A spate of mass brawls in German outdoor swimming pools has led to calls for better security at the popular summer bathing spots.
As temperatures soar across the country, many people traditionally head for their local municipal outdoor swimming pool.
But over the last few years the start of summer has also been plagued by headlines of violence and mass brawls at open-air pools.
And this summer is no different.
A number of incidents have been reported in the last week alone.
On Wednesday evening dozens of police officers cleared and shut down an outdoor swimming pool in the Berlin district of Neukölln after a fight broke out at the slide.
On Monday another in the district of Pankow was closed by police after a dispute between two young people and two pool lifeguards descended into a mass brawl involving around 30 people.
And over the weekend there were injuries after a fight involving more than 40 people at a pool in the south-western German city of Mannheim. A 24-year-old man reportedly suffered knife injuries.
There are no official figures indicating whether violence at open-air municipal swimming pools is on the rise.
Pool operators in Berlin say that these are isolated headline-grabbing incidents that don’t reflect the experience of millions of people who attend the thousands of state-run outdoor pools across Germany.
But police officials say they are concerned.
“The ability to resolve conflicts respectfully and without violence has reduced,” Jochen Kopelke, the head of Germany’s largest police trade union, told the German RND newspaper group.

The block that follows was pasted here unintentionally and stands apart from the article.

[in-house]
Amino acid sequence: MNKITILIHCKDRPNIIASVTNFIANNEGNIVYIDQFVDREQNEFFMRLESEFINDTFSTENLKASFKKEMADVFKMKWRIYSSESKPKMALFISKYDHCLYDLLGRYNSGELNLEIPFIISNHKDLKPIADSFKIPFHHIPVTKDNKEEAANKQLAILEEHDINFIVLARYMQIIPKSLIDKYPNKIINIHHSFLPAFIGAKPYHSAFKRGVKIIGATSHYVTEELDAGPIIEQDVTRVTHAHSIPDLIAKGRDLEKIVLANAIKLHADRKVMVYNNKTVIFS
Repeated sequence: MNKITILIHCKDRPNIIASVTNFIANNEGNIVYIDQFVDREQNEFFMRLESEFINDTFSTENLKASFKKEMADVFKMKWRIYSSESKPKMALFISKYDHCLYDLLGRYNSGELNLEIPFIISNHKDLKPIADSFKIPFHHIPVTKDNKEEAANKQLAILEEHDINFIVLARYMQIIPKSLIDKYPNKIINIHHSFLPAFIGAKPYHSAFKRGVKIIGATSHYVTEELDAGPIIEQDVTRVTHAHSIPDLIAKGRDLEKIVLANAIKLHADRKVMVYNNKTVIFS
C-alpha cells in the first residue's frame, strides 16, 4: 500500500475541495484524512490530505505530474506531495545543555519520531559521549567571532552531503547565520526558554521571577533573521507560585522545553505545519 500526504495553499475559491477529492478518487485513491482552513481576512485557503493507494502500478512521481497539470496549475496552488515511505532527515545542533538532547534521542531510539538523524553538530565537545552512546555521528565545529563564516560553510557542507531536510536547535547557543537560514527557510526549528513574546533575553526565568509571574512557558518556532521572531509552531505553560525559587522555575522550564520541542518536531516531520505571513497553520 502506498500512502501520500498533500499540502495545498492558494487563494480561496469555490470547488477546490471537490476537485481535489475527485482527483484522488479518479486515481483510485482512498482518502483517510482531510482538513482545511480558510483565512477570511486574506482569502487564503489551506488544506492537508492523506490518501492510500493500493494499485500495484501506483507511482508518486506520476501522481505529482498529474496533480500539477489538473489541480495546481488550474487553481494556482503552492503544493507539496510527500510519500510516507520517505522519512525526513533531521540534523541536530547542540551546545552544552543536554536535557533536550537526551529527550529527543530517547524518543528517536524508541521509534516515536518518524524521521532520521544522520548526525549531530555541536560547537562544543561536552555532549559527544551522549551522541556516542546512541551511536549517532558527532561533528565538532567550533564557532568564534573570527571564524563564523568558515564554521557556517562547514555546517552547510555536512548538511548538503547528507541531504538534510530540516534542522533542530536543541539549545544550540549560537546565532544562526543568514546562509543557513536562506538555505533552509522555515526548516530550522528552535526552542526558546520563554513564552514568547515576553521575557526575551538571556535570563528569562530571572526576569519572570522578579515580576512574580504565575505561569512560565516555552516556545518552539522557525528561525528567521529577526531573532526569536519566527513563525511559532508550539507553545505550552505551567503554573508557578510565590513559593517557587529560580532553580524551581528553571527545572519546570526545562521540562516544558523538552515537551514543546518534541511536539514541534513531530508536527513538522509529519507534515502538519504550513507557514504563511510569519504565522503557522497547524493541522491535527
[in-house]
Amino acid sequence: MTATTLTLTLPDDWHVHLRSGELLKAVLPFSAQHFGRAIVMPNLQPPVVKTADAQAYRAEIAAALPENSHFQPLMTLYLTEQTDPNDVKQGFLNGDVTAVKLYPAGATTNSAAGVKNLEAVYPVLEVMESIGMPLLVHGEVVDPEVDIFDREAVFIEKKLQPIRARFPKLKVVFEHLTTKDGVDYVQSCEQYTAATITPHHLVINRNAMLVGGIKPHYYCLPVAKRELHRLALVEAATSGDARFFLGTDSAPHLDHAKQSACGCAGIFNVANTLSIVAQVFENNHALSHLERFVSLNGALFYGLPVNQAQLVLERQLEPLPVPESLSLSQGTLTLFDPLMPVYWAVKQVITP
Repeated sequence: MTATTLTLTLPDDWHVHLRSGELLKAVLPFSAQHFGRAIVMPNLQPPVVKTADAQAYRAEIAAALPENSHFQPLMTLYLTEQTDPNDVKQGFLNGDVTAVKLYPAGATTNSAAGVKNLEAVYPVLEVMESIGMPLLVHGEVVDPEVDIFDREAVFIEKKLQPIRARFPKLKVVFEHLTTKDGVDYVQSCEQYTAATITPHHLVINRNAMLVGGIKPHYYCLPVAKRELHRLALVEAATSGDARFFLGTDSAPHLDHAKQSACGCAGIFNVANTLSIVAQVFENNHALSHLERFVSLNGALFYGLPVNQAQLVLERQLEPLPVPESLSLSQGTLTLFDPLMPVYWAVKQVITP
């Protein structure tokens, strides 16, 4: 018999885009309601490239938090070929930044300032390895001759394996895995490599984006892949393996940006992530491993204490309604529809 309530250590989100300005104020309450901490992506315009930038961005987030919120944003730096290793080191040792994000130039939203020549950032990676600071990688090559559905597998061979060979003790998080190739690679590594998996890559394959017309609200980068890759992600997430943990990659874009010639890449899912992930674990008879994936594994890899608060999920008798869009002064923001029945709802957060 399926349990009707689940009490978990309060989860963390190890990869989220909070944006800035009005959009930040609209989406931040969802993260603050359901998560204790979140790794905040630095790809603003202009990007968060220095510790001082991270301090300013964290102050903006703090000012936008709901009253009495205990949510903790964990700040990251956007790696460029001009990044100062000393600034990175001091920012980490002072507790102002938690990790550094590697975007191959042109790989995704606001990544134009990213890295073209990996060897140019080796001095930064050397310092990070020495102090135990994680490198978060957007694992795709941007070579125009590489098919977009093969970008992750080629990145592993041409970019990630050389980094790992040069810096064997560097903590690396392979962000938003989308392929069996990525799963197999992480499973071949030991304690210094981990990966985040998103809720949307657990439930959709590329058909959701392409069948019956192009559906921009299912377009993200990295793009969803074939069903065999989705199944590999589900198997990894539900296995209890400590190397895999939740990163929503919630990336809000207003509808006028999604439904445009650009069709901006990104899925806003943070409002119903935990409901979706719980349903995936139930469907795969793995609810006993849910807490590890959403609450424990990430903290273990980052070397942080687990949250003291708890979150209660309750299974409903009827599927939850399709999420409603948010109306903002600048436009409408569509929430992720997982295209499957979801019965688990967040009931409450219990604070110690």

The media debate is full of theories about what’s behind brawls in outdoor pools.
A combination of heat, alcohol and crowds of half-naked young people is a recipe for the occasional scrap, say some.
Some of the comments, blaming “social hotspots” or so-called “clans”, appear tinged with racism: both are code words for immigrant groups.
But pool operators point to a broader change in Germany’s traditional open-air pool culture in some cities, reporting increasing aggression and a lack of respect for pool lifeguards.
Police officials are calling on pool operators and lifeguards to work together with police on a joint strategy to step in quickly before conflicts escalate.
Suggestions include private security guards enforcing tougher rules at the door and in the pool, to stop fights before they happen.
Traditionally there are few places with such a broad mix of ages and social groups as the state-supported German “Freibad”, or “free pool” as open-air pools are called in German – a post-1945 German ideal of social equality, health and affordable outdoor socialising.
Overseeing this mix, to make sure the pools didn’t get too free, would be the authoritarian “Bademeister” or “bathing master”, as pool staff were colloquially called.
But German society today is less hierarchical than ever. So, in Berlin, the “Bademeister” already relies on security guards to keep the peace.
Source : BBC